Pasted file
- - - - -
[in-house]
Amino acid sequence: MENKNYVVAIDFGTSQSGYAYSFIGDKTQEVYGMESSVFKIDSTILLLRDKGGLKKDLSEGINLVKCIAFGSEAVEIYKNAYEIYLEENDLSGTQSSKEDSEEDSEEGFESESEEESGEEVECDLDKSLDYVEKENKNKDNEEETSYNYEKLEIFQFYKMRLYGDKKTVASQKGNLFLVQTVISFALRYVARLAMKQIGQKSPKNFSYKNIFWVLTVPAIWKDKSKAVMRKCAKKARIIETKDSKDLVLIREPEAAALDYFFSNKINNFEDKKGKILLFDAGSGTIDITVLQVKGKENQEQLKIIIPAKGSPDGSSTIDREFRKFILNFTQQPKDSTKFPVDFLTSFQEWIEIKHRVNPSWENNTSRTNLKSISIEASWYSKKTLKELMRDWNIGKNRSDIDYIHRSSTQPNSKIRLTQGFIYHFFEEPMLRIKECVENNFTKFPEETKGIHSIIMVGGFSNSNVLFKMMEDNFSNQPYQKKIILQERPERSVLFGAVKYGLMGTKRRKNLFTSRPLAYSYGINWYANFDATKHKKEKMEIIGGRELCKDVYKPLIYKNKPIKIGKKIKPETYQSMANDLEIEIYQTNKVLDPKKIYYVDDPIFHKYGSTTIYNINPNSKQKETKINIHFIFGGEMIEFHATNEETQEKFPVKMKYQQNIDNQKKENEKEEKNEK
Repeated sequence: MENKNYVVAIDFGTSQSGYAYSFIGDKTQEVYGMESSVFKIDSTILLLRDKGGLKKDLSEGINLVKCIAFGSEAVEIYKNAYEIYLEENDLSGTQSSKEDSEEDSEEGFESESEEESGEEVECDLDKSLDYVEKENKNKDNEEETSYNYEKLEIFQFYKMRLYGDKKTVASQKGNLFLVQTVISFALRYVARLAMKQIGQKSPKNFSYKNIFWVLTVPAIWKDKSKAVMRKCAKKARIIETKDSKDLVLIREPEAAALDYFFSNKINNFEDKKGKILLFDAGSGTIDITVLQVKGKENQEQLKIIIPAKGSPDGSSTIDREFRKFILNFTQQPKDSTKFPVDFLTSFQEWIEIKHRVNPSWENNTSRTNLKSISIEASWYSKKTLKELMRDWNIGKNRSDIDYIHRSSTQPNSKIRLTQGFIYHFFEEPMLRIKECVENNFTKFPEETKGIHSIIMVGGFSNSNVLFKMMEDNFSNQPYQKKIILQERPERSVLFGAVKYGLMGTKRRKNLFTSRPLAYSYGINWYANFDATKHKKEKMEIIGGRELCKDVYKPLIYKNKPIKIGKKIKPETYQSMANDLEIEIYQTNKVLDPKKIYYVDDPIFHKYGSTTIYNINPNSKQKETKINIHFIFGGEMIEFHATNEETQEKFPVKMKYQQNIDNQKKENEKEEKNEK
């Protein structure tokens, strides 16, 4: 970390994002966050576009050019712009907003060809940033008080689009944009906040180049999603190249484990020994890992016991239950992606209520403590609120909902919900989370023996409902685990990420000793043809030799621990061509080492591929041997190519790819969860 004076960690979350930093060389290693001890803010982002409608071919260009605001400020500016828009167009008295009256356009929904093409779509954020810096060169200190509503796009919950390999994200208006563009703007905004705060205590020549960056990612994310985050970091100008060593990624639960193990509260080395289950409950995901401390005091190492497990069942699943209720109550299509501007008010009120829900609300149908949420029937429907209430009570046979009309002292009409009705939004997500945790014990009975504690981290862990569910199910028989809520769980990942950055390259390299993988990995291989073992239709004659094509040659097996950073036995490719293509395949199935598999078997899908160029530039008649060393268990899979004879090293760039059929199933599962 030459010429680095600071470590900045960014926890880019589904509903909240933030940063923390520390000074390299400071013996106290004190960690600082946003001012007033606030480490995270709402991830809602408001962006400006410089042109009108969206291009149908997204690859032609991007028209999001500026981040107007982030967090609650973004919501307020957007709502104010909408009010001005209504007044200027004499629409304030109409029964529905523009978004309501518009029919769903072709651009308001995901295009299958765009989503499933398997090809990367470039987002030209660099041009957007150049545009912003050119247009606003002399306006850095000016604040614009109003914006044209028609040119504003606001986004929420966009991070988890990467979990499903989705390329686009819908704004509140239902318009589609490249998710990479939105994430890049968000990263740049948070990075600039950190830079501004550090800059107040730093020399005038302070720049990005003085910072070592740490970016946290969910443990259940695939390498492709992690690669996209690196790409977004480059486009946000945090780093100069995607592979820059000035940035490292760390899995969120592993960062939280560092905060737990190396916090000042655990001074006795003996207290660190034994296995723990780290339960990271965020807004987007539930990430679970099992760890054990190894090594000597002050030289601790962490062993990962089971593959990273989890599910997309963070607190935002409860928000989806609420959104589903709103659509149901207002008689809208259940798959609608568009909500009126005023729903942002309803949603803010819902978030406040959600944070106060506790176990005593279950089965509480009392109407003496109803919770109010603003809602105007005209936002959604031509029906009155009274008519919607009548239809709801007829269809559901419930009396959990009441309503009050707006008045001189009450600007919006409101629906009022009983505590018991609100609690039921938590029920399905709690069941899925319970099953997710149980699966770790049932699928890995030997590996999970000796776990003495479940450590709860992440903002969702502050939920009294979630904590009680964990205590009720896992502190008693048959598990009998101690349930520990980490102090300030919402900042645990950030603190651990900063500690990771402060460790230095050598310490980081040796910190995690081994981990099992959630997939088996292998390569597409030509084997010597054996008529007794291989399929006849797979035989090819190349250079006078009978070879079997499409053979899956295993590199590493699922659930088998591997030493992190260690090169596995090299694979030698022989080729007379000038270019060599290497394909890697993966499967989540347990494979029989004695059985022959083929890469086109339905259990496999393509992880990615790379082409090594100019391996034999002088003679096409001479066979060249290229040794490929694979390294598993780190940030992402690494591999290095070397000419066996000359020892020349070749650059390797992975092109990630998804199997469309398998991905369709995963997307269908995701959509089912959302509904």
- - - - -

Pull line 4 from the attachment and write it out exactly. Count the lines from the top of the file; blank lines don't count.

């Protein structure tokens, strides 16, 4: 970390994002966050576009050019712009907003060809940033008080689009944009906040180049999603190249484990020994890992016991239950992606209520403590609120909902919900989370023996409902685990990420000793043809030799621990061509080492591929041997190519790819969860 004076960690979350930093060389290693001890803010982002409608071919260009605001400020500016828009167009008295009256356009929904093409779509954020810096060169200190509503796009919950390999994200208006563009703007905004705060205590020549960056990612994310985050970091100008060593990624639960193990509260080395289950409950995901401390005091190492497990069942699943209720109550299509501007008010009120829900609300149908949420029937429907209430009570046979009309002292009409009705939004997500945790014990009975504690981290862990569910199910028989809520769980990942950055390259390299993988990995291989073992239709004659094509040659097996950073036995490719293509395949199935598999078997899908160029530039008649060393268990899979004879090293760039059929199933599962 030459010429680095600071470590900045960014926890880019589904509903909240933030940063923390520390000074390299400071013996106290004190960690600082946003001012007033606030480490995270709402991830809602408001962006400006410089042109009108969206291009149908997204690859032609991007028209999001500026981040107007982030967090609650973004919501307020957007709502104010909408009010001005209504007044200027004499629409304030109409029964529905523009978004309501518009029919769903072709651009308001995901295009299958765009989503499933398997090809990367470039987002030209660099041009957007150049545009912003050119247009606003002399306006850095000016604040614009109003914006044209028609040119504003606001986004929420966009991070988890990467979990499903989705390329686009819908704004509140239902318009589609490249998710990479939105994430890049968000990263740049948070990075600039950190830079501004550090800059107040730093020399005038302070720049990005003085910072070592740490970016946290969910443990259940695939390498492709992690690669996209690196790409977004480059486009946000945090780093100069995607592979820059000035940035490292760390899995969120592993960062939280560092905060737990190396916090000042655990001074006795003996207290660190034994296995723990780290339960990271965020807004987007539930990430679970099992760890054990190894090594000597002050030289601790962490062993990962089971593959990273989890599910997309963070607190935002409860928000989806609420959104589903709103659509149901207002008689809208259940798959609608568009909500009126005023729903942002309803949603803010819902978030406040959600944070106060506790176990005593279950089965509480009392109407003496109803919770109010603003809602105007005209936002959604031509029906009155009274008519919607009548239809709801007829269809559901419930009396959990009441309503009050707006008045001189009450600007919006409101629906009022009983505590018991609100609690039921938590029920399905709690069941899925319970099953997710149980699966770790049932699928890995030997590996999970000796776990003495479940450590709860992440903002969702502050939920009294979630904590009680964990205590009720896992502190008693048959598990009998101690349930520990980490102090300030919402900042645990950030603190651990900063500690990771402060460790230095050598310490980081040796910190995690081994981990099992959630997939088996292998390569597409030509084997010597054996008529007794291989399929006849797979035989090819190349250079006078009978070879079997499409053979899956295993590199590493699922659930088998591997030493992190260690090169596995090299694979030698022989080729007379000038270019060599290497394909890697993966499967989540347990494979029989004695059985022959083929890469086109339905259990496999393509992880990615790379082409090594100019391996034999002088003679096409001479066979060249290229040794490929694979390294598993780190940030992402690494591999290095070397000419066996000359020892020349070749650059390797992975092109990630998804199997469309398998991905369709995963997307269908995701959509089912959302509904």